3. TEMPERANCE — Eat not to dullness; drink not to elevation.
  4. AM I LIKELY TO “ACT” OR “REACT” TO A TASK?
  5. SILENCE — Speak not but what may benefit others or yourself; avoid trifling conversation.
  6. DISTRACTION, BUSYNESS AND CONSTANT SWITCHING ARE MENTAL HABITS — We don’t need any of these habits, but they build up over the years because they comfort us. We can live more simply by letting go of these mental habits. What would life be like without constant switching, distraction and busyness?
  7. ORDER — Let all your things have their places; let each part of your business have its time.
  8. AM I AUTHENTIC OR OBSEQUIOUS?
  9. SINGLE-TASK BY PUTTING YOUR LIFE IN FULL-SCREEN MODE — Imagine that everything you do — a work task, answering an email or message, washing a dish, reading an article — goes into full-screen mode, so that you don’t do or look at anything else. You just inhabit that task fully, and are fully present as you do it. What would your life be like? In my experience, it’s much less stressful when you work and live this way. Things get your full attention, and you do them much better. And you can even savor them.
  10. RESOLUTION — Resolve to perform what you ought; perform without fail what you resolve.
  11. HOW DO I TREAT SOMEONE I DON’T KNOW?
  12. FRUGALITY — Make no expense but to do good to others or yourself; i.e., waste nothing.
  13. CREATE SPACE BETWEEN THINGS — Add padding to everything. Do half of what you imagine you can do. We tend to cram as much as possible into our days. And this becomes stressful, because we always underestimate how long things will take, and we forget about maintenance tasks like putting on clothes and brushing teeth and preparing meals. We never feel like we have enough time because we try to do too much. But what would it be like if we did less? What would it be like if we padded how long things took, so that we have the space to actually do them well, with full attention? What would it be like if we took a few minutes’ pause between tasks, to savor the accomplishment of the last task, to savor the space between things, to savor being alive?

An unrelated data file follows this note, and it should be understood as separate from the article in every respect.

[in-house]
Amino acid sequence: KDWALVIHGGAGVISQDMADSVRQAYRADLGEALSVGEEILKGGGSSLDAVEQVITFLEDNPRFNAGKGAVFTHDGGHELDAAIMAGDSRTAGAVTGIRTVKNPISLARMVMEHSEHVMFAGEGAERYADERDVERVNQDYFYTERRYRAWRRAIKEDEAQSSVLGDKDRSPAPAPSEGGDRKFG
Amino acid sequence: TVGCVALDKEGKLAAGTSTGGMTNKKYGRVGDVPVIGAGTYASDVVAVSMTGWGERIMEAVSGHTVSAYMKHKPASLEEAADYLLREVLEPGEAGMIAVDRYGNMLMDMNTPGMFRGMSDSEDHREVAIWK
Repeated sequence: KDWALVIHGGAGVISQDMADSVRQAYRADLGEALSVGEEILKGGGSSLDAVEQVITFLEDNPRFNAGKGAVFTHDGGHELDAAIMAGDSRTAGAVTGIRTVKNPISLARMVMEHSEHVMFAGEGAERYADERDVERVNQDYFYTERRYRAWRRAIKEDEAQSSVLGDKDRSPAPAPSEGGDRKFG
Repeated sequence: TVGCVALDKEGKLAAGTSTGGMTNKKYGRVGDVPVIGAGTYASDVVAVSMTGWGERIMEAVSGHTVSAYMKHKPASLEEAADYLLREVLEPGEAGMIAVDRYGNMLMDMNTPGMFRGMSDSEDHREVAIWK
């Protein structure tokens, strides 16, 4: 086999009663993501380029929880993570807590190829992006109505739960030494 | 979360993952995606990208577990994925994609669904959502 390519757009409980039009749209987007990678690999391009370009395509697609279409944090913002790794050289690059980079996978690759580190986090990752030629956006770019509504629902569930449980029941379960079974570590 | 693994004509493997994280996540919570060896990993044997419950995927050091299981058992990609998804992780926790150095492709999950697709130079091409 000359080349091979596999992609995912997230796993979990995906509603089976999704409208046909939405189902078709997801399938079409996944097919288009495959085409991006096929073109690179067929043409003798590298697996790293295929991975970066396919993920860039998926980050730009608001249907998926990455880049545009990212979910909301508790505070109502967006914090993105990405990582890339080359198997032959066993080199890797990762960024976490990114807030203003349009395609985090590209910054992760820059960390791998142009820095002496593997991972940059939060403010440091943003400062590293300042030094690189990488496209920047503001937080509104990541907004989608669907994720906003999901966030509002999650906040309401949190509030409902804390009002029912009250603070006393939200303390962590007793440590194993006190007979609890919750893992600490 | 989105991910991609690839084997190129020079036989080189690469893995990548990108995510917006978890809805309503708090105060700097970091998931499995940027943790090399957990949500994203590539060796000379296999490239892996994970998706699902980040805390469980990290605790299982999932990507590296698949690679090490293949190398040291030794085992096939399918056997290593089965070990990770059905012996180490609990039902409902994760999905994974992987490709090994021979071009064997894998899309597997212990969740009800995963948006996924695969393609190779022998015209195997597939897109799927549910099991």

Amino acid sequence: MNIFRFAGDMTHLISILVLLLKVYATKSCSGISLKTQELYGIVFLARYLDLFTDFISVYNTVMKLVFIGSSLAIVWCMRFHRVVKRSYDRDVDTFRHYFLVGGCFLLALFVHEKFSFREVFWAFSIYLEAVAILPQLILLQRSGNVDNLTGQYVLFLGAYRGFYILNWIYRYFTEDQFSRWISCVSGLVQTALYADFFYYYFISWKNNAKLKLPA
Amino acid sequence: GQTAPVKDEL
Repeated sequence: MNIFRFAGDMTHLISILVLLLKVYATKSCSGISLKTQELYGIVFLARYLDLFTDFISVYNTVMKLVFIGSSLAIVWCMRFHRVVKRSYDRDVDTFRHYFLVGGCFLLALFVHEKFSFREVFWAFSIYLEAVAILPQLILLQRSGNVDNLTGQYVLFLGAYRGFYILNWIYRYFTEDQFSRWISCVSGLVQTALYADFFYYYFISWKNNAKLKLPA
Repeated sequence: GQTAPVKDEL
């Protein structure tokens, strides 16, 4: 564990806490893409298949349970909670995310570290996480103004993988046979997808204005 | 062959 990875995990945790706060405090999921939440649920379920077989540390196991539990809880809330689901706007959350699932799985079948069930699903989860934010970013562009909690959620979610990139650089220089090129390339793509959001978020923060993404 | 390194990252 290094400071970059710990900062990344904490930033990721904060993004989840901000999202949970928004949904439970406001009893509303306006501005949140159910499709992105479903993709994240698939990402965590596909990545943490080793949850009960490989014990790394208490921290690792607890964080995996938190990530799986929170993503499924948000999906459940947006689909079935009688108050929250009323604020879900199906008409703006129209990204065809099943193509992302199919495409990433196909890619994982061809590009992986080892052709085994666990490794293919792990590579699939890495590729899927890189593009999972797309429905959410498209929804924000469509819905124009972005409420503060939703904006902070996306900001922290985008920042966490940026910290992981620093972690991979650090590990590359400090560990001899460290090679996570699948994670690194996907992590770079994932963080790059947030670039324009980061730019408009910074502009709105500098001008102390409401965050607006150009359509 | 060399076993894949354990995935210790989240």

14. INDUSTRY — Lose no time; be always employ’d in something useful; cut off all unnecessary actions.
  15. IS THERE AN ELEMENT OF STRUGGLE IN MY HISTORY?
  16. MY OATH — Today is the first day of the rest of my life. I shall make no excuses and hold no grudges. I care not where I came from, only where I am going. I don’t compare myself to others, only to myself from yesterday. I shall not brag about successes nor complain about my struggles, but share my experiences and help my fellows. I know I impact those around me with my actions, and so I must move forward, every day. I acknowledge fear, doubt, and despair, but I do not let them defeat me.
  17. SINCERITY — Use no hurtful deceit; think innocently and justly, and, if you speak, speak accordingly.
  18. WHAT HAVE I BEEN READING?
  19. JUSTICE — Wrong none by doing injuries, or omitting the benefits that are your duty.
  20. FIND JOY IN A FEW SIMPLE THINGS — For me, those include writing, reading/learning, walking and doing other active things, eating simple food, meditating, spending quality time with people I care about. Most of that doesn’t cost anything or require any possessions (especially if you use the library for books!). I’m not saying I have zero possessions, nor that I only do these few things. But to the extent that I remember the simple things I love doing, my life suddenly becomes simpler. When I remember, I can let go of everything else my mind has fixated on, and just find the simple joy of doing simple activities.
  21. MODERATION — Avoid extremes; forbear resenting injuries so much as you think they deserve.
  22. WOULD I WANT TO GO ON A LONG CAR RIDE WITH ME?
  23. GET CLEAR ABOUT WHAT YOU WANT, AND SAY NO TO MORE THINGS — We are rarely very clear on what we want. When we see someone post a photo of something cool, we might all of a sudden get fixed on doing that too, and suddenly the course of our lives veer off in a new direction. Same thing if we read about something cool, or watch a video of a new destination or hobby. When someone invites us to something cool, we instantly want to say yes, because our minds love saying yes to everything, to all the shiny new toys. What if we became crystal clear on what we wanted in life? If we knew what we wanted to create, how we wanted to live … we could say yes to these things, and no to everything else. Saying no to more things would simplify our lives.
  24. CLEANLINESS — Tolerate no uncleanliness in body, cloaths, or habitation.
  25. AM I SELF-AWARE?
  26. TRANQUILLITY — Be not disturbed at trifles, or at accidents common or unavoidable.
  27. PRACTICE DOING NOTHING, EXQUISITELY — How often do we actually do nothing? OK, technically we’re always “doing something,” but you know what I mean — just sit there and do nothing. No need to plan, no need to read, no need to watch something, no need to do a chore or eat while you do nothing. Just don’t do anything. Don’t accomplish anything, don’t take care of anything. What happens is you will start to notice your brain’s habit of wanting to get something done — it will almost itch to do something. This exposes our mental habits, which is a good thing. However, keep doing nothing. Just sit for awhile, resisting the urge to do something. After some practice, you can get good at doing nothing. And this leads to the mental habit of contentment, gratitude without complaining.
  28. CHASTITY — Rarely use venery but for health or offspring, never to dullness, weakness, or the injury of your own or another’s peace or reputation.